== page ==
What is diphtheria?
The etiological agent of diphtheria, Corynebacterium diphtheriae, is found in some individuals as an inhabitant of the nasopharynx (nose and throat). Its symptoms are associated with the production of a toxin. Only those strains of the organism carrying a bacteriophage in a lysogenic state produce the toxin. Spread of diphtheria is generally person to person through respiratory secretions or through contaminated environmental surfaces.
Following an incubation period of several days to a week, symptoms often have a sudden onset and typically include a sore throat, malaise, and a mild fever. The disease is further characterized by an exudative, pseudomembrane formation on the mucous surface of the throat, which results from replication of the organism in the pharynx or surrounding areas. The pseudomembrane can become quite thick and may cause respiratory stress through obstruction of the breathing passages. Toxin is secreted into the bloodstream, where its presence can result in damage to the heart, nervous system, or other organs. Diagnosis is based upon a combination of symptoms, as well as isolation of the organism in a throat culture.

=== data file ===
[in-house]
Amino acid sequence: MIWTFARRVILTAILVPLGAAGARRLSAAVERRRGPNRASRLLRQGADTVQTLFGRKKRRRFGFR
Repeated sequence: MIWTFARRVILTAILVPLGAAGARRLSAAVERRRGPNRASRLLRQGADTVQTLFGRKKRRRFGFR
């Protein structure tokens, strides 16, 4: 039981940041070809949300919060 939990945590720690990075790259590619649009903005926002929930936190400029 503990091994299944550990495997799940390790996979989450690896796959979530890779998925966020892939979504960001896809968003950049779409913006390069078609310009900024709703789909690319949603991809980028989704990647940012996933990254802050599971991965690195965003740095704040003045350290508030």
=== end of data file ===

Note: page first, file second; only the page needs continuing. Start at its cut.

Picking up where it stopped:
A less common form of diphtheria may be observed on skin surfaces. It contains bacteria that can be spread through contaminated environmental surfaces. Infection generally occurs through small cuts in the skin. Cutaneous diphtheria is characterized by an ulcer that heals slowly. If the organism is a strain that produces toxin, then systemic damage may result.
Most diphtheria infections respond to antibiotics, either a single dose of penicillin or a seven-day or ten-day course of erythromycin. Since symptoms are associated with toxin production, the administration of antitoxin is critical to early treatment. Once toxin has been incorporated into the target, cell death is irreversible. Antibiotic treatment, however, does result in the elimination of the organism and the termination of further toxin production.
Vaccination with diphtheria toxoid, an inactivated form of the toxin, has proven effective in immunization against the disease. Prophylaxis is generally started early in childhood as part of the trivalent DPT (diphtheria, pertussis, tetanus) series. Boosters are recommended at ten-year intervals.
Introduction of the diphtheria vaccine in the first decades of the twentieth century served to reduce significantly the incidence of the disease in the West. The use of antibiotic therapy further reduced the fatality rate associated with this disease, which ranged from 30 to 50 percent at its peak. Diphtheria is almost unknown in the United States in the twenty-first century, with only five reported cases in the first decade, according to the Centers for Disease Control. The disease still exists as a childhood scourge in the developing world, although fewer than 5,000 cases were reported worldwide in 2011, according to the World Health Organization.
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Martin, Julie J. "Diphtheria." Health Library, January 7, 2013.
Parker, James N., and Philip M. Parker, eds. The Official Patient’s Sourcebook on Diphtheria. San Diego, Calif.: Icon Health, 2002.
World Health Organization. "Diphtheria." World Health Organization, September 27, 2012.